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Antarctic Research Series

 

Keywords

  • Antarctica—Climate
  • Meteorology—Antarctica
  • Automatic weather stations

Index Terms

  • 3329 Meteorology and Atmospheric Dynamics: Mesoscale meteorology
  • 3349 Meteorology and Atmospheric Dynamics: Polar meteorology
  • 3364 Meteorology and Atmospheric Dynamics: Synoptic-scale meteorology
  • 9310 Information Related to Geographic Region: Antarctica

Article

ANTARCTIC RESEARCH SERIES, VOL. 61, PP. 69-92, 1993

Katabatic winds along the Transantarctic Mountains

C. J. Breckenridge, U. Radok, C. R. Stearns, and D. H. Bromwich

Thermal infrared satellite imagery of the Ross Ice Shelf area of Antarctica often indicates dark streaks emanating from the major glaciers of the Transantarctic Mountains. Past authors have shown that these streaks indicate katabatic wind activity. In the present study, satellite imagery, automatic weather station (AWS) data, and synoptic analyses are used to characterize such activity for the 1982 austral winter. Over 50% of all available thermal infrared satellite images (those both with and without cloud cover) containing the Ross Island area and Skelton, Mulock, and Byrd glaciers show katabatic winds at one or more of these glaciers. However, it is likely that katabatic winds are present in nearly all the sufficiently cloud-free imagery. The overall frequency of katabatic activity may also be higher depending on its occurrence during cloudy conditions. Comparison of a case of intense katabatic winds in June 1982 with a case during July 1982 devoid of such winds indicates a dramatic difference in the supply of radiationally cooled near-surface air over the polar plateau. During the intense katabatic event, surface temperatures recorded by an AWS on the East Antarctic plateau are up to 45°C colder than surface temperatures at AWS sites on the Ross Ice Shelf, with potential temperatures up to 15 K lower. By contrast, during the case without katabatic winds, surface temperatures on the plateau are up to 15°C warmer (potential temperatures up to 45 K higher) than those on the Ross Ice Shelf. Thus the katabatic winds are likely of the “fall” type (i.e., requiring a supply of cold air at high elevations). A synoptic scale low-pressure area over the eastern Ross Sea/Ross Ice Shelf also appears conducive for intense katabatic activity.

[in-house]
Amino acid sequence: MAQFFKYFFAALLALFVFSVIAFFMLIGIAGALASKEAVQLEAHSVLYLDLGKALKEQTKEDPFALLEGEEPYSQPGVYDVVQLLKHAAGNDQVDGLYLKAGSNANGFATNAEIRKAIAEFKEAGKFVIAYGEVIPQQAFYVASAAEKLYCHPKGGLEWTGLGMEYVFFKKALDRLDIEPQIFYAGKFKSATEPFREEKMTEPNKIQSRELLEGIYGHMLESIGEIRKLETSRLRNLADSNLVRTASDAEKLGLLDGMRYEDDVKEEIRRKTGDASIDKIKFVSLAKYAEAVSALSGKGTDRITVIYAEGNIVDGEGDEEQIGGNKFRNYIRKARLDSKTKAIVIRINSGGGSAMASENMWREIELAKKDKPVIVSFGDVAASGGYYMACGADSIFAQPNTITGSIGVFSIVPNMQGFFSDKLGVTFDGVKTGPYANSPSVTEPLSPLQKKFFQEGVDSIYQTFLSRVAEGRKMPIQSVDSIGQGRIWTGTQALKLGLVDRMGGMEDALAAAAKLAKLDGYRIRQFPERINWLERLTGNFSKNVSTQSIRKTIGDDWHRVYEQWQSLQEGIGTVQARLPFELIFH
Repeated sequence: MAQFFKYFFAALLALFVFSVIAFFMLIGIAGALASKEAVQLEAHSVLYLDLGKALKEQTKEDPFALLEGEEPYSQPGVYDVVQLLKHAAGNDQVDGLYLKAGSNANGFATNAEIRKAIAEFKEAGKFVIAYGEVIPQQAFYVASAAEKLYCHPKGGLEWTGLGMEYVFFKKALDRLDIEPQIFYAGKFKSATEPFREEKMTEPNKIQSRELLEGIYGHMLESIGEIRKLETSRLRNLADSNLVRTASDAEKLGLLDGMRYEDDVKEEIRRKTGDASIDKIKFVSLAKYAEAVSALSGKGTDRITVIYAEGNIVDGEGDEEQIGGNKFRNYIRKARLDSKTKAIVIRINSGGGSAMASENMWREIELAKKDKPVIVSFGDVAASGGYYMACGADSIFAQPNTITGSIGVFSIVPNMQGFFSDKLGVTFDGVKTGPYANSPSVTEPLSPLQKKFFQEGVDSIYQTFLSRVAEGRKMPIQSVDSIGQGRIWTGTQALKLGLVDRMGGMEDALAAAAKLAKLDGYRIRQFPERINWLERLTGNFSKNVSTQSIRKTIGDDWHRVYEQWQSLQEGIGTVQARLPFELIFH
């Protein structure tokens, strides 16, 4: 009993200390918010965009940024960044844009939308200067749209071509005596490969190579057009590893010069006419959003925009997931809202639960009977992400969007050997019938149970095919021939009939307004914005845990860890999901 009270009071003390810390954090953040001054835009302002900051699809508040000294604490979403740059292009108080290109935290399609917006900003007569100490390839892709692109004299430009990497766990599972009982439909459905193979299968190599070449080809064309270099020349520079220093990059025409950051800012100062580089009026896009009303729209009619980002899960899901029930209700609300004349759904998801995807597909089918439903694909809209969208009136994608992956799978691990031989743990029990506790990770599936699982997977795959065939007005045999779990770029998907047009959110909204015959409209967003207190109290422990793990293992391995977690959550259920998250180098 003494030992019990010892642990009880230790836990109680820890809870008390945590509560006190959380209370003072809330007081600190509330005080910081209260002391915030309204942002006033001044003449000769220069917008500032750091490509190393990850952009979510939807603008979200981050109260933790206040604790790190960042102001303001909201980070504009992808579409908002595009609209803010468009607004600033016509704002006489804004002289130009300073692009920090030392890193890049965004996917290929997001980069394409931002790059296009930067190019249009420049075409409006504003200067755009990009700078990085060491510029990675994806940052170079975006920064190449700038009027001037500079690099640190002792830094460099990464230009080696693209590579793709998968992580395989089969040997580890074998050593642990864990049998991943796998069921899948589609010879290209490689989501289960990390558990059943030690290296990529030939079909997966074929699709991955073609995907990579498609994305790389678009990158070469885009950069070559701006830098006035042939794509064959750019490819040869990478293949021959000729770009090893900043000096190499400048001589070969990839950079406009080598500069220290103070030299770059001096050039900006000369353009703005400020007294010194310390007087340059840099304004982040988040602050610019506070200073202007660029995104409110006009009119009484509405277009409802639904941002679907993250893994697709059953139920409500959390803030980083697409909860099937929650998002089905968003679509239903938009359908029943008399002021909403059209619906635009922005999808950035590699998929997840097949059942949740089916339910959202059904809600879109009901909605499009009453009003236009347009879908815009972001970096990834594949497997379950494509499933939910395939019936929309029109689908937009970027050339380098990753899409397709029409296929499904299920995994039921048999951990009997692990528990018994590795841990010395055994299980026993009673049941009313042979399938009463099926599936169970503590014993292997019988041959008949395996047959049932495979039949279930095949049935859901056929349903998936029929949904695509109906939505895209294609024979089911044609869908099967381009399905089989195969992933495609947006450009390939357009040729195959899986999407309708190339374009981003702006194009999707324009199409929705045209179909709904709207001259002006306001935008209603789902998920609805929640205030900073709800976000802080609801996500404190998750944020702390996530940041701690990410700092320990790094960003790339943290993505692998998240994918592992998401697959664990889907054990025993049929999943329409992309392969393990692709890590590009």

Citation: Breckenridge, C. J., U. Radok, C. R. Stearns, and D. H. Bromwich (1993), Katabatic winds along the Transantarctic Mountains, in Antarctic Meteorology and Climatology: Studies Based on Automatic Weather Stations, Antarct. Res. Ser., vol. 61, edited by D. H. Bromwich and C. R. Stearns, pp. 69–92, AGU, Washington, D. C., doi:10.1029/AR061p0069.

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